Ted Chappelhow in 2004)
Autumn of 1882 a group of a dozen or so rugby enthusiasts gathered in Great
Dockray and there the Penrith Football Club was founded. The first playing
area was the Foundry Field and though excursions to other bases took place over
the years, the Club settled there again following the Second World War. By 1954
our first ever Club-house had been built, largely through self-help and the
expertise and generosity of the father of our then hooker, Robert (Bobby) Reay,
who owned a local building business.
The Club went from strength to strength and it became obvious that further
development would be necessary. However, since the ground belonged to the local
Council it became apparent that if we wished to develop in the way we wanted
then the solution was to buy our own ground. A Development Committee was
set up under the inspired leadership of Treasurer Joe Jameson with Jim Nicholson
as Secretary. Twenty-eight acres of land, including a two-acre concrete Car Park
(formerly a tank park during the War) came up for sale by Auction. On Tuesday
12th September 1961 the Club paid the princely sum of £7,500 for the whole 28
acres and the future of the Club was assured.
An area sufficient to lay out three pitches was levelled, drained and re-seeded
over the next three years and following many fund-raising functions plans were
drawn up for a Club-house at what was to be our new home. With the help of
a Low Interest Loan from the R.F.U. and a similar grant from a Brewery, the
Club-house and ground was officially opened on 29th April 1967 when,
incidentally, the writer of this article was Club Secretary! Penrith were
the envy of Clubs in the North-West and many who, though they were not on our
Fixture List, would call in to enjoy our Saturday night dances.
As we all know, good times don't last forever and when our flat-roofed sectional
building began to age on reaching its promised life-span of 25 years, we had to
look at fund-raising for a new Club-house. By this time we were running three
Senior sides, a Colts side and a healthy Mini-Rugby section. We had four Squash
Courts and the local Tennis Club had moved to Winters Park and laid four hard
courts. We also became the home of Beacon Archers, Penrith Amateur Rugby League
Club and the Eden Runners. Obviously we were beginning to serve the local
community not only as a Rugby Club but also as a base for other Sporting
It was about this time that the National Lottery came on the scene and a team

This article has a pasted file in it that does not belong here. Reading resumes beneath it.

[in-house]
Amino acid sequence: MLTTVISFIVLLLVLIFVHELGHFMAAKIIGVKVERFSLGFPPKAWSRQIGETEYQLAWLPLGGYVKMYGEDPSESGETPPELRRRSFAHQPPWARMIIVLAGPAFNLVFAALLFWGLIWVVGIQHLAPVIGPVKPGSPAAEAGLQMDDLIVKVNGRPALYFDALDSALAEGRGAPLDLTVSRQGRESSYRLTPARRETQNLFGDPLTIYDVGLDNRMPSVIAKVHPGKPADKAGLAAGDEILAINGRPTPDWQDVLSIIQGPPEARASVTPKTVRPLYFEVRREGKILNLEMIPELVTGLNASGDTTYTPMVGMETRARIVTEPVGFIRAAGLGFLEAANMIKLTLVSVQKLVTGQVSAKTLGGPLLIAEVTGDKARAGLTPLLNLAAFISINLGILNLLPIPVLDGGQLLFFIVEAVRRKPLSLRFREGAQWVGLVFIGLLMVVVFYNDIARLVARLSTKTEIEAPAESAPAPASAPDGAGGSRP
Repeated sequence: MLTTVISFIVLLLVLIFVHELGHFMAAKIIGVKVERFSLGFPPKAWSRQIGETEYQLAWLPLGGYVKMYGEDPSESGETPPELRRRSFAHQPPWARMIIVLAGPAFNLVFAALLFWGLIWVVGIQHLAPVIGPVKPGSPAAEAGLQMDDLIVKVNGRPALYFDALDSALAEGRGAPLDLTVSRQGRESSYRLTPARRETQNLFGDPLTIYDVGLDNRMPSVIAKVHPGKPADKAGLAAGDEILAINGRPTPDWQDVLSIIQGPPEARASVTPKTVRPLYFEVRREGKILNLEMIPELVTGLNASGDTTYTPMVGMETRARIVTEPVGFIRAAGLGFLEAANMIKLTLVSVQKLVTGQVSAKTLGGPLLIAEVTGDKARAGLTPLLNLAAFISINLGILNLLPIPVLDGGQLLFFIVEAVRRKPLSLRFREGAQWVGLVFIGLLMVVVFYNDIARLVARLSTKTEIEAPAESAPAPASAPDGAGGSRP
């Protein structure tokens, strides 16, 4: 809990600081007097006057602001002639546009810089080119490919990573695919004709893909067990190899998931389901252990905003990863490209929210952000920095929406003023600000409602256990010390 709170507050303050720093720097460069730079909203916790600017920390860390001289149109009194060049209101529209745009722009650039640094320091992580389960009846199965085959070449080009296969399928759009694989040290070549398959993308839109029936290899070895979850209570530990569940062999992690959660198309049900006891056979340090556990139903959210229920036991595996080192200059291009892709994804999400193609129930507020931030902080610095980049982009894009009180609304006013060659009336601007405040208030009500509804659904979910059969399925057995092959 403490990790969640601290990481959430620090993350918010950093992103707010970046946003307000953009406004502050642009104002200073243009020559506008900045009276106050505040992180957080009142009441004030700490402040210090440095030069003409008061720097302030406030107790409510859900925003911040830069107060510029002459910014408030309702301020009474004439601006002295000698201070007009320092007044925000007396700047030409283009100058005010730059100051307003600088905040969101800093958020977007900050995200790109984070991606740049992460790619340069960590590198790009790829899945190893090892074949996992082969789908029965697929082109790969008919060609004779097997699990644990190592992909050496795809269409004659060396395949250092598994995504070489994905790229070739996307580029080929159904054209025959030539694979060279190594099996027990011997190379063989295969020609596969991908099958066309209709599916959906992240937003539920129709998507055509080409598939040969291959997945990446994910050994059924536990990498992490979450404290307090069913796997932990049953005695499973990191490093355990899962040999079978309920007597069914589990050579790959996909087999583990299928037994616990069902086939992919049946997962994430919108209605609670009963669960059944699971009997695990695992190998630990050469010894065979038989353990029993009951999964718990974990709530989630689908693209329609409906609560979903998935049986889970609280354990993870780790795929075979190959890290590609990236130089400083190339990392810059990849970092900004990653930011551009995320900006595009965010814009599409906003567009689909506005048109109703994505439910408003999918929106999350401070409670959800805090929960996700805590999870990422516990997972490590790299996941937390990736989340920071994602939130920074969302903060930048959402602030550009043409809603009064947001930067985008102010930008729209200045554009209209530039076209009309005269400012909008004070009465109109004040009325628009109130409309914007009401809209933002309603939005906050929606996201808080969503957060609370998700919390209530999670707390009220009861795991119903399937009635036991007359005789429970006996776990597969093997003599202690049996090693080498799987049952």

was assembled to draw up an application for a Lottery Grant.
Keith Davis (Secretary), Chris Ryder (Solicitor) and Richard Dryell (Architect)
were the key players. It took almost two years to prepare the application
documents and move through the various stages toward grant approval. However it
was all worthwhile and we were eventually awarded £410,000 towards the cost of
our new development. The Club itself had to raise the rest of the £660,000 total
cost through the sale of land not suitable for sporting purposes behind our
grandstand. Such was the quality of our bid that our Secretary was
invited to the House of Commons to appear before the all party National Heritage
Select Committee who were then taking evidence on the impact of lottery grants
to various sections of the community.
Peter Brook, President of the
Rugby Football Union, opened our splendid new clubhouse and
we were ready to move into the 21st Century.
Since then, we have
experience considerable change in the way the Club is managed and utilised.
With our new complex came all the responsibilities of upkeep and general
maintenance. New staff had to be employed and core income streams had to
be generated and nurtured.
In April 2000, our senior XV won the
Cumbria Cup for only the second time in the Club's history. However, less
than a year later the entire country suffered from the ravages of Foot and
Mouth, and none more so than in the Eden Valley of Cumbria. Our strong
farming connections (and indeed RFU guidelines) forced us to cancel all our
matches from the end of February with the end result that the RFU contrived a
formula that relegated us from level six to level seven by a margin of less than
one point! In 2003 our senior XV played magnificent rugby to progress
through the rounds of the Powergen Intermediate Cup playing away from home on
most occasions. The semi-finals saw us drawn away once again to the
favourites Hertford only to lose by one point in the dying seconds of the game.
Despite this disappointment the team soldiered on and secured promotion back to
level six from where we have every intention of making further progress.